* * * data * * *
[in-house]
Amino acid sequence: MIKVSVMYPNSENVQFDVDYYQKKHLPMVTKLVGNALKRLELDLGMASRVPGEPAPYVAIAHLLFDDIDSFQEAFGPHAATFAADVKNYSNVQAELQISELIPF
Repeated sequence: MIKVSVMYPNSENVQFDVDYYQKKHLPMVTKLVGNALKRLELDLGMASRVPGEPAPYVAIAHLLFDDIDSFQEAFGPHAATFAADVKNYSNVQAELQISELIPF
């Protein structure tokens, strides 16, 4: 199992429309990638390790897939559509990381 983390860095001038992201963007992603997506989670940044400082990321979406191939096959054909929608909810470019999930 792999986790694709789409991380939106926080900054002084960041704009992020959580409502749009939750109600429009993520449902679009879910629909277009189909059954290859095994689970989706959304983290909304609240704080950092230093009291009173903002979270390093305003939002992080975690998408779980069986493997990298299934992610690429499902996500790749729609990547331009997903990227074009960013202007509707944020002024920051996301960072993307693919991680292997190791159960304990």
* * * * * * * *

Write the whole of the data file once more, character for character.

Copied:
[in-house]
Amino acid sequence: MIKVSVMYPNSENVQFDVDYYQKKHLPMVTKLVGNALKRLELDLGMASRVPGEPAPYVAIAHLLFDDIDSFQEAFGPHAATFAADVKNYSNVQAELQISELIPF
Repeated sequence: MIKVSVMYPNSENVQFDVDYYQKKHLPMVTKLVGNALKRLELDLGMASRVPGEPAPYVAIAHLLFDDIDSFQEAFGPHAATFAADVKNYSNVQAELQISELIPF
């Protein structure tokens, strides 16, 4: 199992429309990638390790897939559509990381 983390860095001038992201963007992603997506989670940044400082990321979406191939096959054909929608909810470019999930 792999986790694709789409991380939106926080900054002084960041704009992020959580409502749009939750109600429009993520449902679009879910629909277009189909059954290859095994689970989706959304983290909304609240704080950092230093009291009173903002979270390093305003939002992080975690998408779980069986493997990298299934992610690429499902996500790749729609990547331009997903990227074009960013202007509707944020002024920051996301960072993307693919991680292997190791159960304990």